There are times in our lives when we question ourselves: “What's the point of struggling any more?” During these moments we feel that even though we can see the shore and are swimming as hard as we can it feels like we are only treading water of being dragged out to sea with the current.
Some of us are either at the point or already passed it, where we have given up any resolution to the political crisis in the immediate future. Some of us receive our salaries and try not to burst into tears as we wonder how our families will survive the next fortnight. Some of us wonder how our businesses are going to survive the global economic recession that is causing established companies to close down and how to tell employees that there might not be a job for them next week.
Some of us, as we clean up a desecrated house of worship, burgled home or bruised, battered and violated body wonder whether our faith in God, in humankind and love conquering all is strong enough to survive the injustice we have faced.
Yes, there are times when it is easier to throw in the towel. To say, “I've done all I can do,” and give up, and move on to where everything seems less of a struggle.
But, for the most, we find something makes us carry on. Shouldering the burden of injustice, ignorance, arrogance, jealousy, or apathy. Rather than seeing the light as too far away in the dark tunnel of circumstance, we grab hold of that pinprick of light and use it propel ourselves forward, onwards and upwards – into the light.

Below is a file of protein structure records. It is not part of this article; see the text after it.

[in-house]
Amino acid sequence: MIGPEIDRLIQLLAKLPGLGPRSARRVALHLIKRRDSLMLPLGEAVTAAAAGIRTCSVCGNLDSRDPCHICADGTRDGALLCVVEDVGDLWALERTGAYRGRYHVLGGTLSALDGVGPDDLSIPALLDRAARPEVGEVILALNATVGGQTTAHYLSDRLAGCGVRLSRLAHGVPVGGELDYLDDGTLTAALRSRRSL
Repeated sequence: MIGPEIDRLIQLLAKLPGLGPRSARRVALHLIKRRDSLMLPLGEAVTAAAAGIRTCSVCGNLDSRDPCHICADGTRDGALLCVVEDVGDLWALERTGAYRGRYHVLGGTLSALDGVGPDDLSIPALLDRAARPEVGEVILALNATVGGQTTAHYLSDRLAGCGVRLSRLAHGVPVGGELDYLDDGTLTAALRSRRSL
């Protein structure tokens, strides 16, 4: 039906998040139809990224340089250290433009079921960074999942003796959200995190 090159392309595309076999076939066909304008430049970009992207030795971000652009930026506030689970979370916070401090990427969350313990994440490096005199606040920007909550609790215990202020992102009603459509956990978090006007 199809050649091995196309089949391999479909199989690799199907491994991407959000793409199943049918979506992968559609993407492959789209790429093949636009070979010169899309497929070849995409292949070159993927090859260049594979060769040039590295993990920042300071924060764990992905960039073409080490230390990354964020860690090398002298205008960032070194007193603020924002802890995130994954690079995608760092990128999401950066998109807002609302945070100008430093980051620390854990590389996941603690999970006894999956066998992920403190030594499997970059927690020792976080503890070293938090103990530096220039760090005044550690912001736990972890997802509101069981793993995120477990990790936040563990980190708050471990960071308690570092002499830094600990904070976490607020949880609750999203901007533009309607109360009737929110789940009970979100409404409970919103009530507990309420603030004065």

The road is hard and even though we know deep in our hearts that like all tribulations, this too will pass and that there are others struggling as we struggle, we feel alone with the weight of the world on our shoulders.
I hope the following story, recently sent to me as an email from a friend of mine will help those of you who are struggling with labours of love, making sense of the world or just trying to survive, to keep on keeping on. The Creator of the Universe has a way of making things work out.
“The brand new pastor and his wife, newly assigned to their first ministry, to reopen a church in suburban Brooklyn , arrived in early October excited about their opportunities When they saw their church, it was very run down and needed much work. They set a goal to have everything done in time to have their first service on Christmas Eve.
They worked hard, repairing pews, plastering walls, painting, etc, and on December 18 were ahead of schedule and just about finished.
On December 19 a terrible tempest - a driving rainstorm hit the area and lasted for two days.
On the 21st, the pastor went over to the church.
His heart sank when he saw that the roof had leaked, causing a large area of plaster about 20 feet by 8 feet to fall off the front wall of the sanctuary just behind the pulpit, beginning about head high.
The pastor cleaned up the mess on the floor, and not knowing what else to do but postpone the Christmas Eve service, headed home.
On the way he noticed that a local business was having a flea market type sale for charity so he stopped in. One of the items was a beautiful, handmade, ivory coloured, crocheted tablecloth with exquisite work, fine colours and a Cross embroidered right in the centre. It was just the right size to cover up the hole in the front wall. He bought it and headed back to the church.